There is no doubt in my mind that I am terrible at racing games. No matter how many I play I can’t seem to ever stay at the front of the pack. I have to face facts; racers are not where my gaming talents lie. Namco Bandai’s Ridge Racer Unbounded, developed by Bugbear Entertainment, made me enjoy every minute of my time behind the wheel, in spite of it all. Burnout was the last racing series I was into. RRU is very much a clone of Burnout but not in a negative way. Imitation is the sincerest form of flattery they say, and I would imagine that the Burnout series is blushing right now. There are significant differences in the two games once you dig in, though, so read on to find out why RRU may be the game that moves this genre forward.
Unbounded does so many things right, but the rubber hitting the track is what matters most. Here, the racer succeeds on so many levels it is hard to not fall in love with it. The racing is fast, the crashes are over the top and the stunts are action movie quality. That’s right, stunts and crashes are now part of the Ridge Racer formula. As you speed through a track, you are given different goals. Some of the tasks are simply winning the race through expert driving. Others will require you to destroy opponents on the way to the checkered flag. This portion of the game was a highlight for me. Once you blast another racer’s face off with a well timed boost and an introduction to a wall, you are treated with a cutscene that slows down everything to allow you to watch the destruction. I still prefer Burnout’s more elegant collision scenes a little more. RRU has the vehicles explode into tiny pieces as soon as you start the crash scene, with only the frame withstanding the punishment. That is a minor complaint and you may find the explosive crashes more satisfying here.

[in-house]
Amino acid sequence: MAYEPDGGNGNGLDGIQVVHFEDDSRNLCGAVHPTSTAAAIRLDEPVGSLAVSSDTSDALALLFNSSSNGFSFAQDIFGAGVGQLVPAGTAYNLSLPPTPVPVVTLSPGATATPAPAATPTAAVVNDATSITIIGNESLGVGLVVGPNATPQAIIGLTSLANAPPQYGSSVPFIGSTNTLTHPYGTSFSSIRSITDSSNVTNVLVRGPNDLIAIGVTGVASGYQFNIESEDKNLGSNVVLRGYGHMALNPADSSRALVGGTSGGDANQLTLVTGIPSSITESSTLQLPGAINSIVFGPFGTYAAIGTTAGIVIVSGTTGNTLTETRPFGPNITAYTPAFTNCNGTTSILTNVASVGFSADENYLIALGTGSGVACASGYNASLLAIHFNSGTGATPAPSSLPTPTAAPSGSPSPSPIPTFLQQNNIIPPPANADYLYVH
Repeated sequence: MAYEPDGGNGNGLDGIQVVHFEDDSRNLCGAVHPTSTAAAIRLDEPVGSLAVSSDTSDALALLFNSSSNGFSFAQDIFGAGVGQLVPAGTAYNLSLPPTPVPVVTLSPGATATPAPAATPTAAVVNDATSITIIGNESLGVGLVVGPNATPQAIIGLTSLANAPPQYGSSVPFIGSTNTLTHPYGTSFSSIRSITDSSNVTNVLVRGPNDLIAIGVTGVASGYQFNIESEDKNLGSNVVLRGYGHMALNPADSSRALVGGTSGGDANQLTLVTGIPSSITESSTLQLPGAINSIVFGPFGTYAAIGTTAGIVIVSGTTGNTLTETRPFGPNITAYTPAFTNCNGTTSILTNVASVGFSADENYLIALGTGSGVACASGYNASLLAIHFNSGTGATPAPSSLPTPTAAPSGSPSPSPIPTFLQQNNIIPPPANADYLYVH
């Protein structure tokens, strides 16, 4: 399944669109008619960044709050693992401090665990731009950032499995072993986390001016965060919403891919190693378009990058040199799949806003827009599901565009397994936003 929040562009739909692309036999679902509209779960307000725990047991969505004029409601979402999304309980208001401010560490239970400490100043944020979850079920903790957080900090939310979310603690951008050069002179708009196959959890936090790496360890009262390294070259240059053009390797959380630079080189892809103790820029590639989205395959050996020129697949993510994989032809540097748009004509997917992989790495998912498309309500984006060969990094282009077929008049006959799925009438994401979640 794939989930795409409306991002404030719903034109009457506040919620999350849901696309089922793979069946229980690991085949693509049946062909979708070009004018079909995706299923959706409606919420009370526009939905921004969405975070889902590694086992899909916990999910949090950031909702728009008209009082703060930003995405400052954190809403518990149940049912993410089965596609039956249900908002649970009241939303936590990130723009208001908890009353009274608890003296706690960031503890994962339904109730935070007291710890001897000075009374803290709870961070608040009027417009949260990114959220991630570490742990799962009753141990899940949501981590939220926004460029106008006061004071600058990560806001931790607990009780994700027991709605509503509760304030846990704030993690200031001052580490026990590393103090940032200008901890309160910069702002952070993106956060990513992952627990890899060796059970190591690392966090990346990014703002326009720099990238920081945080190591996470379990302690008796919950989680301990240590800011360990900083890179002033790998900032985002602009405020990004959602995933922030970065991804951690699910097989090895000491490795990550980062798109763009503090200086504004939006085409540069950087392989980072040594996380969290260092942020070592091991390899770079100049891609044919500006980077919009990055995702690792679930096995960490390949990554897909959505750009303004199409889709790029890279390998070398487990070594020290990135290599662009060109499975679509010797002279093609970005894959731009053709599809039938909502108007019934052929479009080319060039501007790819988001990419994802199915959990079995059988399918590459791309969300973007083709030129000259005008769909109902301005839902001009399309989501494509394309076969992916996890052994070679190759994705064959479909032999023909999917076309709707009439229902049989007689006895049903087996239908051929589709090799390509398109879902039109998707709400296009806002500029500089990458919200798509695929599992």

In addition to wrecking the suckers that are just trying just to race through the track, you also have destructible locations that are semi-shortcuts and huge point boosters. Once you have your power (boost) meter maxed, the hud will point out destruction zones that you can bust through. Seek them out and you will race through a building, parking garage or other structure before tearing through the other side in an action movie type scene, explosions and all. It is satisfying to a ridiculous degree, every single time.
Every car, environment and menu is beautiful. You can tell Bugbear Entertainment had a good handle on squeezing power out of the aging systems. Even at high speeds, there was no noticeable pop up or frame stutter. Even more impressive is how buttery smooth this game runs with all the explosions and effects that occur through just one section of track. If there is a better looking racer out there, I haven’t seen it. All relevant information is also presented as a hologram against walls in the city. It is non-intrusive and allows you to get the information quickly, without having to take your eyes off the road.
I have to confess, it took me a very long time to beat the very first race, but even when I lost, last place, sixth place, fourth place, I earned experience that unlocked new tracks and cars. Winning races does allow you to progress to new circuits and unlock new custom pieces for your player-created tracks, but win or lose you still move forward in the game. This choice, alone, makes the game enjoyable. If I had to do the first race ten times to progress to a second race, this review would be very, very different.